The iPhone 4 Antenna

New types of antenna are being invented all the time. Existing types of antenna are constantly being adapted to new roles. But, in most cases these efforts aren’t successful, most new antennas are outperformed by existing designs. The existing well-known types of antenna have their own niches. When designers attempt to apply them outside their normal niches in other niches where other antenna types predominate this usually fails. Even if the antenna works in its new application its normally found that the type normally used in that niche can outperform it. These stories are the tails of the failure of many research programmes and start-up companies.

The new antenna in the iPhone 4 is surprising and impressive because it’s designers have overcome these barriers. Most new handsets use one of the common types of antennas, the monopole, the vertical helix (or stubby) antenna or the PIFA. The antenna design is almost always new for every new handset, but it’s based on an existing archetype. When a new type of antenna being developed it will normally be released first in an obscure low-volume product.

In the iPhone 4 Apple have imported a new type of antenna into the handset niche. They’ve done this on their headline product, not just some minor experimental product that could fail without financial consequences. Steve Jobs mentioned the antenna in his keynote speech, he said that the stainless steel rim around the edge of the phone forms the antenna. He put up a slide showing it:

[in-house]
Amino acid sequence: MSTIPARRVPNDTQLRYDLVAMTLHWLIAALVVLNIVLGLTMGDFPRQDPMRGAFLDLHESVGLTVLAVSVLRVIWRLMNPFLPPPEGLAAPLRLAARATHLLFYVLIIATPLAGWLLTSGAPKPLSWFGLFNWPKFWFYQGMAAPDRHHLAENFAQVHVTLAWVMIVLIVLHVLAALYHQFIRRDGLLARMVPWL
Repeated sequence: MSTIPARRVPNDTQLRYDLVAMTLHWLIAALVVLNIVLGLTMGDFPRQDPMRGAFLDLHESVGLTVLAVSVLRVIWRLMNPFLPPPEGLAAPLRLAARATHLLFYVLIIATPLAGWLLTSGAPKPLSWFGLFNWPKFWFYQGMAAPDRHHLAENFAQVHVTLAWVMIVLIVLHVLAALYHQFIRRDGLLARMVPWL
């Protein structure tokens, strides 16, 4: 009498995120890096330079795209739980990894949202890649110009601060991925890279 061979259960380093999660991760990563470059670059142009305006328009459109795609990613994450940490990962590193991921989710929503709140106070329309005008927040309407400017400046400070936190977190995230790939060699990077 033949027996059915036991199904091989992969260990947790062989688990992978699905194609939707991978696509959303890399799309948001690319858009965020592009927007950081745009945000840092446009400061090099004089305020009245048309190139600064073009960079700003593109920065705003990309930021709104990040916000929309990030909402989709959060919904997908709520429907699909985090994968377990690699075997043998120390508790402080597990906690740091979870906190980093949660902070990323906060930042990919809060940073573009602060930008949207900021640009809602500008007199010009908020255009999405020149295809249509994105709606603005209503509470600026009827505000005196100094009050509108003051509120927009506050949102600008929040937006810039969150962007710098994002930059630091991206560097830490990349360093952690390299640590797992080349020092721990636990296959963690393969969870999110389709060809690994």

This slide doesn’t make it clear what type of antenna we’re dealing with here because it doesn’t show the feeds or the ground-plane. I think I’ve figured it out though by looking through some of Apple’s patent submissions. Apple have patented a lot of antenna designs, but two patents in particular looks very like the antenna in the iPhone 4 slides and teardowns on the internet. The first is US patent application #20100123632 and the second a granted US patent #7551142 and these describe types of slot antenna.

Like most patents it doesn’t describe the relevant ideas very clearly. So, I’ll explain it in my own way…. A normal slot antenna is a narrow rectangular hole cut in a large conductive surface.

The slot antenna is closely related to the dipole, it is the “complement” through the Babinet-Booker principle of the dipole. There’s an analysis of slot antennas from this perspective in Kraus & Marhefka. These simple slot antennas are used in antenna arrays for radars and various other types of electrically large antennas. But, they aren’t generally used for electrically small antennas. (Some folks may know of “slotted-PIFAs” these are PIFA antennas with slots in them but they aren’t slot antennas their design is very different). Slot antennas can be dielectrically loaded by filling the slot with a dielectric material such as plastic or ceramic.

The patent application suggests that Apple have designed a slot antenna that runs around the edge of the handset. The introduction says:

The antenna may be a slot antenna having a dielectric slot opening. The slot opening may have a shape such as a U shape or an L shape in which elongated regions of the slot run parallel to the edges of the portable electronic device. The portable electronic device may have a housing with conductive sidewalls. The conductive sidewalls may help define the shape of the slot. Antenna feed arrangements may be used to feed the slot antenna in a way that excites harmonic frequencies and that supports multiband operation while being shielded from proximity effects.